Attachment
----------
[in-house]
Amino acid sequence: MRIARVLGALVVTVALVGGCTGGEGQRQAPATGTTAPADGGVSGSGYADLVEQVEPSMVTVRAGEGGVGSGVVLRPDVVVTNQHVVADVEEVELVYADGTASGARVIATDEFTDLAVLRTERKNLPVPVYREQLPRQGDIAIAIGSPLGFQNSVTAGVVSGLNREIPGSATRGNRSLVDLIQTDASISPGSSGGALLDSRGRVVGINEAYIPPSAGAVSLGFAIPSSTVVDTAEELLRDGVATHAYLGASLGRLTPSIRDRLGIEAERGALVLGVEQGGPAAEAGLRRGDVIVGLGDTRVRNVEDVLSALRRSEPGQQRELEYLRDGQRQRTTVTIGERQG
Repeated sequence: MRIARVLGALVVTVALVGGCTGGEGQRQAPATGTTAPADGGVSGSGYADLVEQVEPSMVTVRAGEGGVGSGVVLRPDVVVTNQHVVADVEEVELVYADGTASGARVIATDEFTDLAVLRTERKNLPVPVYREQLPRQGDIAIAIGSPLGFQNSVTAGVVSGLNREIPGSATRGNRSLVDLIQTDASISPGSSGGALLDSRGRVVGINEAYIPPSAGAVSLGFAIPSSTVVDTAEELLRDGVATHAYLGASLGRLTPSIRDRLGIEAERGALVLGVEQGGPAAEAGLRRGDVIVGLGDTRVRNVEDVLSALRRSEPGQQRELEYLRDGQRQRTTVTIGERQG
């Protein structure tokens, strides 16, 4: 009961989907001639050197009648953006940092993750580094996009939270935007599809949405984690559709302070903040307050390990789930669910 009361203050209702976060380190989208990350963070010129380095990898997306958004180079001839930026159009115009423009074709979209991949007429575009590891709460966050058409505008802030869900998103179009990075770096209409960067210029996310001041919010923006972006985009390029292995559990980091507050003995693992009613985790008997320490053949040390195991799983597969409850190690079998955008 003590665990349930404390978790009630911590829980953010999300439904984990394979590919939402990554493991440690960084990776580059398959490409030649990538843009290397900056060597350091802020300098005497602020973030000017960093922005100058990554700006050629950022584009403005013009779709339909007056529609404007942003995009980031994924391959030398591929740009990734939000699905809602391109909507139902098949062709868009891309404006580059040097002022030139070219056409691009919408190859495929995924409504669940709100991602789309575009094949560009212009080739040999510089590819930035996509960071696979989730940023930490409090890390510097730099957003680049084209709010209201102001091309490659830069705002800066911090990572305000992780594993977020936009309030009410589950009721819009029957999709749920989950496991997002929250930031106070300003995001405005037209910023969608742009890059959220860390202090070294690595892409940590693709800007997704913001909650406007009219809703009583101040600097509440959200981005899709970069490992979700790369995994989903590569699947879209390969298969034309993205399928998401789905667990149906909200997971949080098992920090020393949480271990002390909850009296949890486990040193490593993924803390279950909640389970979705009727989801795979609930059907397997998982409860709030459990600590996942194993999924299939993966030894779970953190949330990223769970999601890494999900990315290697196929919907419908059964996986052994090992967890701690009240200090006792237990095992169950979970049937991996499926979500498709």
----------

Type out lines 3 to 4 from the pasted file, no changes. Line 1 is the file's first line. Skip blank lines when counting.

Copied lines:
Repeated sequence: MRIARVLGALVVTVALVGGCTGGEGQRQAPATGTTAPADGGVSGSGYADLVEQVEPSMVTVRAGEGGVGSGVVLRPDVVVTNQHVVADVEEVELVYADGTASGARVIATDEFTDLAVLRTERKNLPVPVYREQLPRQGDIAIAIGSPLGFQNSVTAGVVSGLNREIPGSATRGNRSLVDLIQTDASISPGSSGGALLDSRGRVVGINEAYIPPSAGAVSLGFAIPSSTVVDTAEELLRDGVATHAYLGASLGRLTPSIRDRLGIEAERGALVLGVEQGGPAAEAGLRRGDVIVGLGDTRVRNVEDVLSALRRSEPGQQRELEYLRDGQRQRTTVTIGERQG
């Protein structure tokens, strides 16, 4: 009961989907001639050197009648953006940092993750580094996009939270935007599809949405984690559709302070903040307050390990789930669910 009361203050209702976060380190989208990350963070010129380095990898997306958004180079001839930026159009115009423009074709979209991949007429575009590891709460966050058409505008802030869900998103179009990075770096209409960067210029996310001041919010923006972006985009390029292995559990980091507050003995693992009613985790008997320490053949040390195991799983597969409850190690079998955008 003590665990349930404390978790009630911590829980953010999300439904984990394979590919939402990554493991440690960084990776580059398959490409030649990538843009290397900056060597350091802020300098005497602020973030000017960093922005100058990554700006050629950022584009403005013009779709339909007056529609404007942003995009980031994924391959030398591929740009990734939000699905809602391109909507139902098949062709868009891309404006580059040097002022030139070219056409691009919408190859495929995924409504669940709100991602789309575009094949560009212009080739040999510089590819930035996509960071696979989730940023930490409090890390510097730099957003680049084209709010209201102001091309490659830069705002800066911090990572305000992780594993977020936009309030009410589950009721819009029957999709749920989950496991997002929250930031106070300003995001405005037209910023969608742009890059959220860390202090070294690595892409940590693709800007997704913001909650406007009219809703009583101040600097509440959200981005899709970069490992979700790369995994989903590569699947879209390969298969034309993205399928998401789905667990149906909200997971949080098992920090020393949480271990002390909850009296949890486990040193490593993924803390279950909640389970979705009727989801795979609930059907397997998982409860709030459990600590996942194993999924299939993966030894779970953190949330990223769970999601890494999900990315290697196929919907419908059964996986052994090992967890701690009240200090006792237990095992169950979970049937991996499926979500498709």